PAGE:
CdX2 expression is frequently found in biopsy specimens of Barrett’s metaplasia, which is not surprising since intestinal-type columnar cells are characteristic of this esophageal metaplasia [52,53,54,55]. Like NF-κB, CDX2 expression has been found in biopsy specimens of esophageal squamous epithelium inflamed by GERD, but not in uninflamed esophageal epithelium [55]. In animal models of reflux esophagitis, the reflux-damaged esophageal epithelium increases CDX2 expression before the development of a Barrett’s-like metaplasia [44, 56, 57]. In cultured esophageal squamous cells from rats and some human subjects, acid and bile salt exposures have also been shown to increase activity of the Cdx2 promoter and increase Cdx2 mRNA expression [58,59,60,61]. Tamagawa et al. demonstrated that bile salts increase CDX2 expression, which in turn decreases HES1 and increases atonal homolog 1 (ATOH1) expression, targets that reflect decreases in Notch pathway signaling [62, 63]. Moreover, the combination of increased CDX2 and decreased Notch signaling led to increases in MUC2 and delta-like 1 (Dll1), genes that further promote goblet cell differentiation [63]. These studies suggest that the reflux of acid and bile salts could initiate reprogramming of progenitors in the esophagus by activation of NF-κB signaling and upregulation of Cdx2.

GERD-suppressed stratified squamous epithelial transcription factor SOX2: a target of the Akt pathway

The majority of studies on the molecular events underlying the intestinal metaplasia of Barrett’s esophagus have focused primarily on the upregulation of genes involved in columnar and intestinal differentiation such as Sox9 and Cdx2 [39, 43]. However, it seems equally plausible that the molecular reprogramming of squamous-to-columnar metaplasia also involves the downregulation of genes that regulate squamous differentiation such as Sox2 and the isoforms of tumor protein p63 (p63) [64, 65]. Furthermore, noxious components of gastroesophageal reflux, other than acid and bile salts, like nitric oxide (NO), may play a role in the reprogramming process.

Iijima et al. found that high concentrations of NO can be generated in the esophageal lumen during episodes of gastroesophageal reflux [66]. Dietary nitrate is commonly found in green, leafy vegetables. When these foods are ingested, dietary nitrate is absorbed and secreted into the saliva. Oral bacteria then reduce the nitrate to nitrite, which is then swallowed. When nitrite comes into contact with refluxed gastric acid, NO is rapidly generated. This NO can react with oxygen to form highly toxic reactive nitrogen species that result in damage to the tissue [67]. In GERD patients with and without Barrett’s esophagus, NO generated from dietary nitrate has been shown to reach genotoxic concentrations at the gastroesophageal junction [68]. Moreover, Endo et al. found that dietary supplementation with nitrates accelerated the development of metaplasia in a rat model of reflux esophagitis [69]. However, very little had been known regarding the mechanisms whereby exposure of the esophagus to NO, generated from dietary nitrate, might facilitate the development of Barrett’s metaplasia.

Using esophageal squamous cells in culture, Asanuma et al. found that exposure to the small molecule NO donor, NOC9, profoundly reduced SOX2 mRNA expression compared to cells exposed to acid and bile salts [45]. NOC9 exposure caused S-nitrosylation of Akt, which blocked its phosphorylation, and interfered with its downstream signaling, leading to reductions in SOX2 mRNA and protein [45]. Moreover, the generation of NO by NOC9 decreased the expression of the TA and ∆NP isoforms of p63, another transcription factor that promotes stratified squamous epithelia, and increased the expression of CDX2 [65, 70]. Using tissue specimens from rats with surgically induced reflux esophagitis fed postoperative diets with and without NO supplementation, the investigators found diminished staining for SOX2 in the squamous-lined distal esophagus of rats fed an NO-supplemented diet compared to rats feed a normal diet [45]. These findings suggest that the generation of NO by gastroesophageal reflux could initiate reprogramming of progenitors in the esophagus by inhibiting Akt signaling causing reduction in SOX2, by decreasing the TA and ∆NP isoforms of p63, and by upregulating CDX2, events that might lead to the development of the intestinal metaplasia of Barrett’s esophagus.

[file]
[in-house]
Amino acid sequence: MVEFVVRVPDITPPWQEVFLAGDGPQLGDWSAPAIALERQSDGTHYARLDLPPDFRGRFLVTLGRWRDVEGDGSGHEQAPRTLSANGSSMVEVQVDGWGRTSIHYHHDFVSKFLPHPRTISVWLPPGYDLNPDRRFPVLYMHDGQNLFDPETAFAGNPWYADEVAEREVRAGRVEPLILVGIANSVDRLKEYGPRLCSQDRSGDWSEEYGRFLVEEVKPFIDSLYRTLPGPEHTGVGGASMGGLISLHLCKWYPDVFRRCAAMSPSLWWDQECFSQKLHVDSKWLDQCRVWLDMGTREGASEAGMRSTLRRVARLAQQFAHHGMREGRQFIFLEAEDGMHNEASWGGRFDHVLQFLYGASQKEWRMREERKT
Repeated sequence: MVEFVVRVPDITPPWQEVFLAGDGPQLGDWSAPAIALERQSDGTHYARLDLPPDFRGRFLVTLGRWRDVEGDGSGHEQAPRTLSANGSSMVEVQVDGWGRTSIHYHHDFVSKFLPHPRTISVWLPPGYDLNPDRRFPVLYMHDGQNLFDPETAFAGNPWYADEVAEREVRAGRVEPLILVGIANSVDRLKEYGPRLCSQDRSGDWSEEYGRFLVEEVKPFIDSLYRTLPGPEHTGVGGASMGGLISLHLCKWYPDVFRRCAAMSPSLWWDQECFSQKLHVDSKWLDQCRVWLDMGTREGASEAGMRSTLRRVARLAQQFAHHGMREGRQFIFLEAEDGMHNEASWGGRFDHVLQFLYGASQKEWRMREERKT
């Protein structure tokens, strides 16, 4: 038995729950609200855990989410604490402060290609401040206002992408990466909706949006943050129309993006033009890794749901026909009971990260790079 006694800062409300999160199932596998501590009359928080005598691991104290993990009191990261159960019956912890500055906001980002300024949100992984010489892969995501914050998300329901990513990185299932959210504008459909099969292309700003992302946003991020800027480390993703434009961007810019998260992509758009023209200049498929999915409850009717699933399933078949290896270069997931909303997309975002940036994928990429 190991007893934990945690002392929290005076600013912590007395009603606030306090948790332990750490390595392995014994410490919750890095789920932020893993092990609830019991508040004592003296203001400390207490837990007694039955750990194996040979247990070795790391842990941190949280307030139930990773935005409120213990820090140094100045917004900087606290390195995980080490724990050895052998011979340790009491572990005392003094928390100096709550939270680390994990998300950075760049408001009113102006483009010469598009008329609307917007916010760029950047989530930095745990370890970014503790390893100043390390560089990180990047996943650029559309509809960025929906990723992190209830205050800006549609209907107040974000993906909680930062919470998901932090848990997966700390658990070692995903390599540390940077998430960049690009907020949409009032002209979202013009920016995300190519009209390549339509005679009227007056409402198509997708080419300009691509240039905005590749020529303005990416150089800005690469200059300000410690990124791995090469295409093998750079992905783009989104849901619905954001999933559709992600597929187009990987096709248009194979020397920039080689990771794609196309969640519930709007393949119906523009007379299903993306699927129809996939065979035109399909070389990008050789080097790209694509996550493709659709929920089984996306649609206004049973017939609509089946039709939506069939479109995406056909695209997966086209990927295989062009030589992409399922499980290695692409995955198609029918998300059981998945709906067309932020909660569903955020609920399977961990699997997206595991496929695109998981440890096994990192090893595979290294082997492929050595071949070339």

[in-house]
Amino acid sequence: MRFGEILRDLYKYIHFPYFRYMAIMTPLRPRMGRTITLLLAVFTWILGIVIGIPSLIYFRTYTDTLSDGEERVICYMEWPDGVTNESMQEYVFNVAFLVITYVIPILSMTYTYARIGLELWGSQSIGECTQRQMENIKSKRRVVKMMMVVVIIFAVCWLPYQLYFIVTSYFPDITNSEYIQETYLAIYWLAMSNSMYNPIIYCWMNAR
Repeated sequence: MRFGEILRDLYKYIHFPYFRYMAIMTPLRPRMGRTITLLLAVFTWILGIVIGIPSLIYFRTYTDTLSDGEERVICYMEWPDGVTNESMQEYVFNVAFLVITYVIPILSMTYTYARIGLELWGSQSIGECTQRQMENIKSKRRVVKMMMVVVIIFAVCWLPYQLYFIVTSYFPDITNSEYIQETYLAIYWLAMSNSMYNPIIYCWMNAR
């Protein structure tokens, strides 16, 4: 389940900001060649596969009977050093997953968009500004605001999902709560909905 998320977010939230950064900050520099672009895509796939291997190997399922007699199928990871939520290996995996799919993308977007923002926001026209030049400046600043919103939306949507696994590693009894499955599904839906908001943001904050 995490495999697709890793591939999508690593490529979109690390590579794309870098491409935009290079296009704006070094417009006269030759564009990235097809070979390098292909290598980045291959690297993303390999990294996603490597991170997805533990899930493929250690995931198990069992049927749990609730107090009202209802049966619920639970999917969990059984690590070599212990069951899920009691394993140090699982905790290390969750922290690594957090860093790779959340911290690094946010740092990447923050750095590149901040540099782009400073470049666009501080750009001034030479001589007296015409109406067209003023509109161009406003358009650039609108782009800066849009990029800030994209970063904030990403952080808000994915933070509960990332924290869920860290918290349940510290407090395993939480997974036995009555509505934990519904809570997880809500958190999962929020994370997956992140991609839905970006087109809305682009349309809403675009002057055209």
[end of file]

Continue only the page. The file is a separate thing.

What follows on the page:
Conclusions

Data from a rat model and humans suggest that reflux esophagitis develops as a cytokine-mediated inflammatory injury (i.e., sizzle), not as a caustic chemical injury (i.e., acid burn), as has traditionally been assumed. Molecular mechanisms elucidated in esophageal squamous cell lines demonstrate that acid and bile salts, the major components of gastroesophageal reflux, induce HIF-2α, which enhances NF-κB transcriptional activity resulting in the production of pro-inflammatory molecules including chemokines that attract T lymphocytes. Esophageal biopsies of patients with acute reflux esophagitis at 1 and 2 weeks after stopping PPIs demonstrate large associations between HIF-2α production, NF-κB activation, and pro-inflammatory mediator expression in support of such a mechanism. The past few years have seen an explosion of research into the origin of Barrett’s esophagus, and controversy currently exits as to whether GERD-induced molecular reprogramming of progenitors that are native to the esophagus is involved. Investigations into this issue have uncovered the role of signaling pathways like Hedgehog, NF-κB, and Akt and transcription factors like SOX9, FOXA2, CDX2, and SOX2 that conceivably could induce squamous-to-columnar molecular reprogramming. Thus, new insights into understanding the pathogenesis of reflux esophagitis and reflux-related reprogramming of native esophageal progenitors have highlighted potential molecular pathways and molecules for future targeted therapies to prevent the development of Barrett’s esophagus.

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Acknowledgements

This work was supported by the National Institutes of Health Grants R01-DK063621 and R01-DK103598.

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Correspondence to Rhonda Frances Souza.

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Souza, R.F. Reflux esophagitis and its role in the pathogenesis of Barrett’s metaplasia. J Gastroenterol 52, 767–776 (2017). https://doi.org/10.1007/s00535-017-1342-1

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Keywords

  • Barrett’s esophagus
  • Cytokine
  • NF-κB
  • Cdx2
  • Squamous cells